Newlywed 911: Protecting Young Marriages


Newlywed 911: Protecting Young Marriages
Another celeb newlywed bites the dust. Here's a NEWLYWED 9-1-1 on how to protect young marriages.

By Malia Karlinsky, GalTime Love/Sex Editor

Sad news about one of Hollywood's hottest couples--Russell Brand has filed for divorce from wife Katy Perry. The news about the break-up does not come as a complete surprise.

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Celebrity gossip columnists have been buzzing about a rift between pop music princess Katy Perry and her actor/comedian hubby Russell Brand. Married for just 14 months, the often lovey-dovey pair reportedly spent this past Christmas miles apart (two-thousand miles to be exact).

Photos showed Perry splashing around on a Hawaiian beach (without her wedding ring), while Brand was also snapped on a beach-- in Cornwall, England-- sans Perry.

What broke this celeb couple up? We may never know for sure, but Us Weekly recently reported that Brand's lack of respect for Perry's parents' Christian beliefs as the cause of some tension.

If that's the case-- the problems of this glamourous newlywed couple are quite common.

Jeanine and Mark Earnhart, spouses who co-authored a book titled Marriage Works, cite the in-laws as one of the biggest issues that cause problems in new marriages. According to the Earnharts, there are some very predictable problems that plague the newly married.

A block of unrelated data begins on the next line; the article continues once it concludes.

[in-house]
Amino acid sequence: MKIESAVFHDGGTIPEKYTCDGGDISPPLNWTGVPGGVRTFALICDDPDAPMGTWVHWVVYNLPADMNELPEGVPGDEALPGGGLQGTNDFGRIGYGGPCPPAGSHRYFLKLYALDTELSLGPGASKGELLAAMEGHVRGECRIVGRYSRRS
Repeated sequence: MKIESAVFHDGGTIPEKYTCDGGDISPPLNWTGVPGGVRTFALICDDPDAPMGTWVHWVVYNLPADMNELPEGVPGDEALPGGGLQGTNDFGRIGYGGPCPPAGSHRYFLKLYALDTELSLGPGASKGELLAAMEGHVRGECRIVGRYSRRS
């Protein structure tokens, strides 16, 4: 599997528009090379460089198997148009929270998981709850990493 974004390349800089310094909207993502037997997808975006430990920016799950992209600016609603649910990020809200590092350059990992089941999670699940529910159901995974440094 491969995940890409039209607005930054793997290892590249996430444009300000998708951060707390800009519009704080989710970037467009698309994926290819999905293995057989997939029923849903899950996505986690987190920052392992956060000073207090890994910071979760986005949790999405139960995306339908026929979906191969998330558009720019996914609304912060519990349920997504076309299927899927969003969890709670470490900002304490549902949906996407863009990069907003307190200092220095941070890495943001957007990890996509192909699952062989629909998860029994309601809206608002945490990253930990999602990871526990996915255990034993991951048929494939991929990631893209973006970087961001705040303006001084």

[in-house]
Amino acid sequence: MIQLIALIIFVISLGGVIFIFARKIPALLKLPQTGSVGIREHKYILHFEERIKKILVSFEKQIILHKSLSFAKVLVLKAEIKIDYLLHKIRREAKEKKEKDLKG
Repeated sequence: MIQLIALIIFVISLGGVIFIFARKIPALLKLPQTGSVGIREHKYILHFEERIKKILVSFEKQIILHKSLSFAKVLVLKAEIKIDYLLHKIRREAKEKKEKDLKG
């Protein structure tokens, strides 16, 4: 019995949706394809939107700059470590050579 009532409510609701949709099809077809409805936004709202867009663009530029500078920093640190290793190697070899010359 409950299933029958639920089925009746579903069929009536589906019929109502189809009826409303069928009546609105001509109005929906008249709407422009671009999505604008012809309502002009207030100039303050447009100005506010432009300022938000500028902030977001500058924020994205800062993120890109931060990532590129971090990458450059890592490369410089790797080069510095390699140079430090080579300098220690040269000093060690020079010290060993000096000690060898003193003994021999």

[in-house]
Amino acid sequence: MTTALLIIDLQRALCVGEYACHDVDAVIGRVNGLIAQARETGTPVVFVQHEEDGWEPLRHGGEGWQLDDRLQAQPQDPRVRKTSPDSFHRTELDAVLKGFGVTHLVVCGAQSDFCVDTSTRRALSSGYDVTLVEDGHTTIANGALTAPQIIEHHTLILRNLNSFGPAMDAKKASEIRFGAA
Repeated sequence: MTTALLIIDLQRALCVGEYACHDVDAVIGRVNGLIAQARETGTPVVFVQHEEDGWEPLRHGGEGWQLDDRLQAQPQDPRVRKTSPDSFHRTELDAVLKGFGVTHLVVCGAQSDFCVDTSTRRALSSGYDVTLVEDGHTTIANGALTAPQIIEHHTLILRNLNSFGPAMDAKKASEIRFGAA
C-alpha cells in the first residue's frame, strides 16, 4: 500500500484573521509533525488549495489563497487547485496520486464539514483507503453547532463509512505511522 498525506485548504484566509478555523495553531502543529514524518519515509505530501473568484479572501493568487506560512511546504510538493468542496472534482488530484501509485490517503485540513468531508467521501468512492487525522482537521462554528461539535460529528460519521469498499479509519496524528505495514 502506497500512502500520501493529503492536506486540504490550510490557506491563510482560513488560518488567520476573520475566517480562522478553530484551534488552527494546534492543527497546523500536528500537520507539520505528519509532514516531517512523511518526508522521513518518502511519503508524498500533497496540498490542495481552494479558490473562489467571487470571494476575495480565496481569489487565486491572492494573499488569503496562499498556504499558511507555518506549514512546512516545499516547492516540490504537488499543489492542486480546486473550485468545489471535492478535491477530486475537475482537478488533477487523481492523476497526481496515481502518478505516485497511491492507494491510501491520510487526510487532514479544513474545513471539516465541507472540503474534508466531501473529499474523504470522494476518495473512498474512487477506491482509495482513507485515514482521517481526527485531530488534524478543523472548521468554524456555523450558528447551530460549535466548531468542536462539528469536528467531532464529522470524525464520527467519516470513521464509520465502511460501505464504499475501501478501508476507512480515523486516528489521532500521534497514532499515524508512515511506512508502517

Related: What Did Celeb Relationships in 2011 Teach Us?

Top 5 Issues that Newlyweds Face

1. In-law issues

2. Finances

3. Sex
4. Time spent with friends (without the spouse)

5. Household chores.

Jeanine Earnhart suggest communication as way to get over these newlywed "speed bumps" on the road to a happy marriage. "It may seem like a simple answer, but it works for every one of these problems," she explains. "If a couple gets their communication skills down right from the start, they can talk about anything and solve most problems."

Tina B. Tessina, PhD, (aka "Dr. Romance") a psychotherapist 
and author of Money, Sex and Kids: Stop Fighting about the Three Things That
 Can Ruin Your Marriage, suggests putting some work into the relationship before putting a ring on it.

Tessina shares that there are several 
questions every couple should consider before moving in together or making
 joint financial commitments.

Related: Can Cheaters Ever Change?

7 Questions Every Couple Should Talk About

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1. What is your definition of commitment? 
If you don't know what your relationship means to the both of 
you, you risk repeating past mistakes, getting stuck in uncomfortable roles,
 or fighting about what a healthy relationship is.

2. Have you discussed finances? Different financial habits (one likes to save, the other spends 
more, or doesn't keep track) can become a source of argument.

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